There is also little to glean from her young adult life in Bangkok or what her plans for the future were, other than the cheating she was hatching. After she married Pi Jiapeng in 2020, she was ready to return to her scamming ways. Some Netizens suggested that it was she who led Mr Pi astray, down the path of crime. Many, in fact, were curious about their relationship or if they could communicate at all. It is said that Ms Pansuk speaks English and well enough to conduct business (perhaps attributable to her Catholic secondary school), but it is not certain that Mr Pi, who is originally from Fujian, China, and, according to The Straits Times, a secondary-three dropout, is able to interact with her in proficient enough English to plot their game plan (it’s also unknown if his wife speaks Mandarin or Hokkien). That the fellow, who had been an odd-jobber before selling shoes, was attracted to her is understandable. Ms Pansuk, unlike the typical Issan lass, is relatively fair-skinned. Her seemingly girlish self, contained in a trim, 1.64m-tall fame, would have been the dream girl of a new, mainland Chinese immigrant who, although younger, might not have had it easy meeting a potential spouse.

Siriwipa Pansuk in Bangkok, in 2017. Photo: Deejean Wirapongpakdee/Facebook

However, according to one of the few Singaporean victims who had met the couple and socialised with them, the husband and wife did not appear to be “loving”. He speculated that the relationship was one based on “co-operation”, and that Ms Pansuk was the true mastermind behind their elaborate ruse. He even suggested that Mr Pi was being made use of because his Singapore citizenship came in handy for her, which seem to concur with current online sentiments about the marriage. He was reported to have said that when he met them for a meal, Ms Pansuk did not introduce Mr Pi as her husband. And that Mr Pi did not appear to be advantaged by any personal accomplishment. Another victim claimed that the couple loved gambling and would visit casinos “everyday” and that they were “high rollers”, betting as much as “S$100,000 a night”. It isn’t stated if they won anything or if, there were winnings, the money was reinvested into the business, which included two registered companies Tradenation (now suspended) and Tradeluxury, and a shop in Tanjong Pagar.

It is hard not to say that Siriwipa Pansuk is a talented young woman. It is possible that in all the audacious scheming, the ill-gotten gains, and the eventual escape, even the marriage, she was the sole planner. So smart and resourceful she was that both she and her husband were able to escape the detection of the immigration points of three different ports, to end up in Thailand—undetectable, as they lay low in a country of 70 million people. The story of their incredible daring has prompted some to say that it deserves a Netflix original series. On his IG profile (which is now set to private), Mr Pi Jiapeng wrote, as if foretelling, “Let’s wait for the last laugh”. If they’re patient, it could be them laughing really hard indeed.

Update (11 August 2022, 6.35pm): As reported by The Straits Time moments ago, Siriwipa Pansuk and her husband Pi Jiapeng were caught in Johor Bahru and were brought back to Singapore this afternoon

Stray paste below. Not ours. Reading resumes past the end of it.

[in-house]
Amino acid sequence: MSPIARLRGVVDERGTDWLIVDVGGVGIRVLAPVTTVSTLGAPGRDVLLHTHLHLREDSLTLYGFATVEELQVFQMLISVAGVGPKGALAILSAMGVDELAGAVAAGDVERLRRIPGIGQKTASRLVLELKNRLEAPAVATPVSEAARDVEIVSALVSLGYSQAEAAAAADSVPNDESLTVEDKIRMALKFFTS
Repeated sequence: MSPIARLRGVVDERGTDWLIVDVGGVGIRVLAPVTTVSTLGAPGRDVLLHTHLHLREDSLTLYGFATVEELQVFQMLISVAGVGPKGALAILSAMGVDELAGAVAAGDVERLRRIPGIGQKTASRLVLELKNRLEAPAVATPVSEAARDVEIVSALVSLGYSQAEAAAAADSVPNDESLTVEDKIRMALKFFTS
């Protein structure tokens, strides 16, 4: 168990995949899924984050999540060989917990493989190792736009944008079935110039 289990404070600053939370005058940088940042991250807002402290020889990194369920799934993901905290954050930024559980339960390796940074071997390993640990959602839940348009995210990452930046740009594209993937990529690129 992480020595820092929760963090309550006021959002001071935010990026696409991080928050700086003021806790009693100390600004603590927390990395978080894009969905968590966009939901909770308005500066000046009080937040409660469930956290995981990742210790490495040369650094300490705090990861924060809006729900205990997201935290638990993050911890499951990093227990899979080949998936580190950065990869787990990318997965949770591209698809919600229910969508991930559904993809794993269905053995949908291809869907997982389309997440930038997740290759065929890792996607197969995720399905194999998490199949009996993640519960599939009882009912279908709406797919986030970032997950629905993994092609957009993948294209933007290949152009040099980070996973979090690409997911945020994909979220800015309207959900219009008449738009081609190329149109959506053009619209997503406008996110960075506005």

Illustration: Just So

They Like To Be Taped

Bound like this, walking is difficult, never mind about using the toilet, but it does not matter to these women. Fashion counts

Who wore it better? Or, should that be, who was more comfortable? Both are women who have an intense love of their own bodies, often wearing little to show off their well-tended skin and admirable curves, yet both have chosen to be mummified from the neck down, not with some linen strips, but by rolls of caution—actually, packing—tape. This is Balenciaga’s doing and it is all done under the auspices of the maison’s couture studio. The wrapping is completed by hand (!), fans of bandage-as-catsuit would remind us. Getting fitted for a dress can be a joy, but can the same be said of being bound by sticky, non-porous tape? Yet, Kim Kardashian and, now, Lisso is showing us that it’s okay to endure for fashion’s sake. Just as we thought that the latest cover of Vogue, with Emma Corrin lifting her right arm to show armpit hair, is the final visual frontier magazines will cross, Elle UK, not to be outdone, shows Lisso all wrapped up like the proverbial bak chang (rice dumpling). About Damn Time?

Fashion has to be inclusive. Every woman can be taped if she chooses to, if she is willing to put up with the discomfort, the restriction, the debilitation. To Balenciaga, this may be the art of ligature, but it isn’t known if the two women feel the same. Do they, in fact, consider this severe severe swaddling as sartorial emancipation? Although looking very much the antithesis of fashion (3M-Core?), Kim Kardashian was the first to allow herself to be this wrapped-up last March for the Balenciaga autumn/winter show in Paris. She could not walk properly to her seat and was afraid the supposedly low-tack tapes might rip after her posterior kissed the chair. Perhaps Ms Kardashian did not share her experience with Lisso.